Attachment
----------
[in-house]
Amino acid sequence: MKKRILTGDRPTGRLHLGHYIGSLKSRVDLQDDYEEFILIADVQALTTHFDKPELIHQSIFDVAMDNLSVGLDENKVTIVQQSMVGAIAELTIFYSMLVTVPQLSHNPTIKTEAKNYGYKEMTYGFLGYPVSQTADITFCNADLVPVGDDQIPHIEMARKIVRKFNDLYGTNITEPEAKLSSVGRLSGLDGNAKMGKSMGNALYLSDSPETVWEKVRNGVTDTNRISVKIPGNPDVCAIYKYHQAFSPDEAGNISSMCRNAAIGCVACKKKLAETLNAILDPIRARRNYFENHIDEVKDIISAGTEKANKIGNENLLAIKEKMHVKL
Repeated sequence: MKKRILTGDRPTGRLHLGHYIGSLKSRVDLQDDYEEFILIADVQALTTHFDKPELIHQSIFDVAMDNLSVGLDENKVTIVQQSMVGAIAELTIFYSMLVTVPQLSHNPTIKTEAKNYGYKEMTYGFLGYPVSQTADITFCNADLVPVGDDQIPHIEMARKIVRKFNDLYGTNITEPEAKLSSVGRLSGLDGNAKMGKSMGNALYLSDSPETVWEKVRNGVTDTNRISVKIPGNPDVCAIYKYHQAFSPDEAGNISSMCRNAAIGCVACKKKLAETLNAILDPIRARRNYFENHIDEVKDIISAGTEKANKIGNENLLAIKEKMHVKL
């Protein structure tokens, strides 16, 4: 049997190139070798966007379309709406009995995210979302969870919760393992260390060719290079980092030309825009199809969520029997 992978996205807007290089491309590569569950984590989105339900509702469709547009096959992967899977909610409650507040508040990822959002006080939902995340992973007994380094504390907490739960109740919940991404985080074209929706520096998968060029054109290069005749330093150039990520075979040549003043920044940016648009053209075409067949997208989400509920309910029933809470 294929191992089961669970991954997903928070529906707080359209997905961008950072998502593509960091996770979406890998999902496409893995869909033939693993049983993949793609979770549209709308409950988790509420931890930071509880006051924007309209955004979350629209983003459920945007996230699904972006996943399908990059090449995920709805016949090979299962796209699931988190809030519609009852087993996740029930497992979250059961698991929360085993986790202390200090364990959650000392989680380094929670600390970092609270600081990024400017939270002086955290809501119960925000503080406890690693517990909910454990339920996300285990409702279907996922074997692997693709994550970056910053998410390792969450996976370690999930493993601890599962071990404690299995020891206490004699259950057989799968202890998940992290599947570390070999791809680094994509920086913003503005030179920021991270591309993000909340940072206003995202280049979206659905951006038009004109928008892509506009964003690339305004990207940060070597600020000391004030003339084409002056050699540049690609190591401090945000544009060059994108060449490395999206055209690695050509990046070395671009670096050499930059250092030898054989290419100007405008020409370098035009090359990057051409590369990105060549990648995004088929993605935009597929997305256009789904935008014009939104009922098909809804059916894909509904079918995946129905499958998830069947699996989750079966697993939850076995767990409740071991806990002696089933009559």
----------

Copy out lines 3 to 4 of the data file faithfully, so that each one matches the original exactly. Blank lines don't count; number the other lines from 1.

Repeated sequence: MKKRILTGDRPTGRLHLGHYIGSLKSRVDLQDDYEEFILIADVQALTTHFDKPELIHQSIFDVAMDNLSVGLDENKVTIVQQSMVGAIAELTIFYSMLVTVPQLSHNPTIKTEAKNYGYKEMTYGFLGYPVSQTADITFCNADLVPVGDDQIPHIEMARKIVRKFNDLYGTNITEPEAKLSSVGRLSGLDGNAKMGKSMGNALYLSDSPETVWEKVRNGVTDTNRISVKIPGNPDVCAIYKYHQAFSPDEAGNISSMCRNAAIGCVACKKKLAETLNAILDPIRARRNYFENHIDEVKDIISAGTEKANKIGNENLLAIKEKMHVKL
């Protein structure tokens, strides 16, 4: 049997190139070798966007379309709406009995995210979302969870919760393992260390060719290079980092030309825009199809969520029997 992978996205807007290089491309590569569950984590989105339900509702469709547009096959992967899977909610409650507040508040990822959002006080939902995340992973007994380094504390907490739960109740919940991404985080074209929706520096998968060029054109290069005749330093150039990520075979040549003043920044940016648009053209075409067949997208989400509920309910029933809470 294929191992089961669970991954997903928070529906707080359209997905961008950072998502593509960091996770979406890998999902496409893995869909033939693993049983993949793609979770549209709308409950988790509420931890930071509880006051924007309209955004979350629209983003459920945007996230699904972006996943399908990059090449995920709805016949090979299962796209699931988190809030519609009852087993996740029930497992979250059961698991929360085993986790202390200090364990959650000392989680380094929670600390970092609270600081990024400017939270002086955290809501119960925000503080406890690693517990909910454990339920996300285990409702279907996922074997692997693709994550970056910053998410390792969450996976370690999930493993601890599962071990404690299995020891206490004699259950057989799968202890998940992290599947570390070999791809680094994509920086913003503005030179920021991270591309993000909340940072206003995202280049979206659905951006038009004109928008892509506009964003690339305004990207940060070597600020000391004030003339084409002056050699540049690609190591401090945000544009060059994108060449490395999206055209690695050509990046070395671009670096050499930059250092030898054989290419100007405008020409370098035009090359990057051409590369990105060549990648995004088929993605935009597929997305256009789904935008014009939104009922098909809804059916894909509904079918995946129905499958998830069947699996989750079966697993939850076995767990409740071991806990002696089933009559």